If Bob Falfa was the good guy in American Graffiti, he would have driven the GM Performance Parts E-Rod '55 Chevy. The E-Rod, as you may know, has the emissions-legal heart of a new Corvette-a 430hp LS3 with electronic fuel injection, catalytic converters, and all the other hardware that'll not only make you a hero with your car buddies, but might not get you banned from the local Greenpeace meeting.
In George Lucas' 1973 cinematic classic, Falfa, played by a young (pre-Star Wars) Harrison Ford, was out to wreak havoc on the town of Modesto, California. He was looking for John Milner and his small-block Chevy-powered '32 Ford deuce coupe. Milner had the fastest car in the valley and Falfa was itching for a showdown. Falfa was the antagonist, running a black '55 with chrome-reverse rims and (truth be told) a big-block Chevy under the scooped hood. He was reckless and wild, going through women and gas in search of street racing glory.
(For you movie trivia buffs, the Falfa '55 in American Graffiti was the same car James Taylor and Dennis Wilson drove cross-country in Two-Lane Blacktop a couple of years earlier.)
But what if the hero was Falfa? Surely, the E-Rod '55 would be more his style than that scary black '55 with the roll bar in it and the skull hanging from the rearview mirror. The E-Rod's white paint (with a hint of green pearl) and metallic green two-tone combo is far less threatening, almost effete. So are its bench seat and eco-friendly color scheme on the interior.
After driving the E-Rod, though, we're pretty sure Milner's '32 would have been toast. Alas, we're getting ahead of ourselves.
I was among a select group of journalists in Michigan recently to drive the E-Rod '55 at GM's historic Milford Proving Grounds (MPG). When the MPG opened in 1924, it was the first facility of its kind in the world, designed and developed specifically to develop and test new automobiles. In this controlled environment (one that can duplicate virtually any street or driving condition imaginable), GM's engineers can test anything from crash-worthiness to handling traits to how well an emergency brake holds on a steep incline. The Milford Proving Grounds are built on 4,000 acres outside of Detroit, house 107 buildings, and have the equivalent of 132 miles of roads. They're home to what is known as "Black Lake" (it's actually called the Vehicle Dynamics Test Area), a 67-acre pad used for testing vehicle dynamics, among other things. While the speed limit on the road we used was 55 mph, it was long, smooth, straight, and often far away from the prying eyes of security-if you know what I mean.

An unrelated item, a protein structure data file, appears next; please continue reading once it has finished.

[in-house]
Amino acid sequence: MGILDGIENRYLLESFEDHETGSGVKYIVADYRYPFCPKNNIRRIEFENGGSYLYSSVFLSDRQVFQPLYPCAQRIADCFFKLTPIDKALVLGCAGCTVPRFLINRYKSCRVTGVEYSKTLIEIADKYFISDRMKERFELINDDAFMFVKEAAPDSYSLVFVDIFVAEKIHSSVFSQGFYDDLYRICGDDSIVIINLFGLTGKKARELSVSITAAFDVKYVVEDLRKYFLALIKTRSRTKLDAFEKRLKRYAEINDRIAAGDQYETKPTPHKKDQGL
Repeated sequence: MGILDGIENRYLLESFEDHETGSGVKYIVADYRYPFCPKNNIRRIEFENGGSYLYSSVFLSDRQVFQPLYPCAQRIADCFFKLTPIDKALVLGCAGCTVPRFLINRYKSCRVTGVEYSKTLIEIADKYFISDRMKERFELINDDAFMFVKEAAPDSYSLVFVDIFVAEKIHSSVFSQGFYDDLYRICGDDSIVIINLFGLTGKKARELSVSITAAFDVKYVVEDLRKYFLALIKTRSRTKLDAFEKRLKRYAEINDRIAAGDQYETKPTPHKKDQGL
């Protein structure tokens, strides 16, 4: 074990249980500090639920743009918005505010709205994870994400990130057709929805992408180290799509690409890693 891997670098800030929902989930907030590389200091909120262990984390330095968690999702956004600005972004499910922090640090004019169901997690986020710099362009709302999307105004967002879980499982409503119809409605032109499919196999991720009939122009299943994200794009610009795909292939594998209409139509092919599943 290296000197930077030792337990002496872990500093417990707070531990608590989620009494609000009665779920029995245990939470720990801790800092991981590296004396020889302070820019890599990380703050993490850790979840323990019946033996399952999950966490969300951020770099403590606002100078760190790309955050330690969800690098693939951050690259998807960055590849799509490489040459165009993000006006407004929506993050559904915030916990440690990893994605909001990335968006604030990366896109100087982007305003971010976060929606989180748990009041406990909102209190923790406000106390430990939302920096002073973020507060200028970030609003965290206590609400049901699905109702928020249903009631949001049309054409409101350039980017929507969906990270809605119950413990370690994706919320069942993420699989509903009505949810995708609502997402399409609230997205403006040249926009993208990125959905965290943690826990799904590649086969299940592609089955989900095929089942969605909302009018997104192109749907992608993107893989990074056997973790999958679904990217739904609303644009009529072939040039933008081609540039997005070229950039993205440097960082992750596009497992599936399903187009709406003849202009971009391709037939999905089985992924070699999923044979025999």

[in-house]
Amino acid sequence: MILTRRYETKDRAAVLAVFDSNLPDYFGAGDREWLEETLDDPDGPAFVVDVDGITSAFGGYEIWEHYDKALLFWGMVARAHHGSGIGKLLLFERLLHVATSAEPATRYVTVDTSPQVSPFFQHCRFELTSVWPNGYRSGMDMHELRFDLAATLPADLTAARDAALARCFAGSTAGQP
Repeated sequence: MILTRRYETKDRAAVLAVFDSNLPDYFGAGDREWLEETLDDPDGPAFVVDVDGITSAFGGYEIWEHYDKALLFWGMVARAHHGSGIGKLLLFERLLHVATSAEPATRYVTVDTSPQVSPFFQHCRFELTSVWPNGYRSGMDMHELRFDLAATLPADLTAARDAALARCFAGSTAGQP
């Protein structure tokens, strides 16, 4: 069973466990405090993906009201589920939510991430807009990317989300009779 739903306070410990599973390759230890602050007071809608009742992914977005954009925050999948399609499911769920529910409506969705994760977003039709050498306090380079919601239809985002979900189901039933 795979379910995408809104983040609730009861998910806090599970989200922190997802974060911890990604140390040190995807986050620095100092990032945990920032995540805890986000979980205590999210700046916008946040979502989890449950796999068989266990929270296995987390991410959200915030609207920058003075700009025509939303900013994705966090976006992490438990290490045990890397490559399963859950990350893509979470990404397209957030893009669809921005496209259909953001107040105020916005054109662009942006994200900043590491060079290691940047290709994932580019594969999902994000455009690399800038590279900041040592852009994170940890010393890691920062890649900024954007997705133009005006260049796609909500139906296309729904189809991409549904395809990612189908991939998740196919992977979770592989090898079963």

Since its introduction in 2009 at the SEMA show in Las Vegas, the biggest question we keep getting asked is, "Why would anyone want to add all that emissions stuff to their hot rod?" In theory, there are three answers to that: 1. You wouldn't. 2: You live in a state where emissions laws are stringent and/or you need them to legally register your street rod. Or, 3. You actually care and think by building an emissions-legal toy you are doing the right thing by Mother Earth.
Let's face it, we live in a rapidly changing world where environmentalists are gaining power rapidly. If you live in California, the laws are such that if you build a street rod from scratch, you need this stuff just to legally register your car if you are putting LS power in it. For those who are building cars, like an '80s Monte Carlo SS, and want significant horsepower but are bound by strict emissions standards, they need this package to keep from running afoul of the law.
The E-Rod package includes a complete LS3 engine, emissions equipment, and supporting components that enable classic cars to pass California's stringent smog tests. Available through GM dealers, authorized GMPP retailers, and via the GMPP Web site, www.gmperformanceparts.com, the list price for the LS3 E-Rod package is $9,375.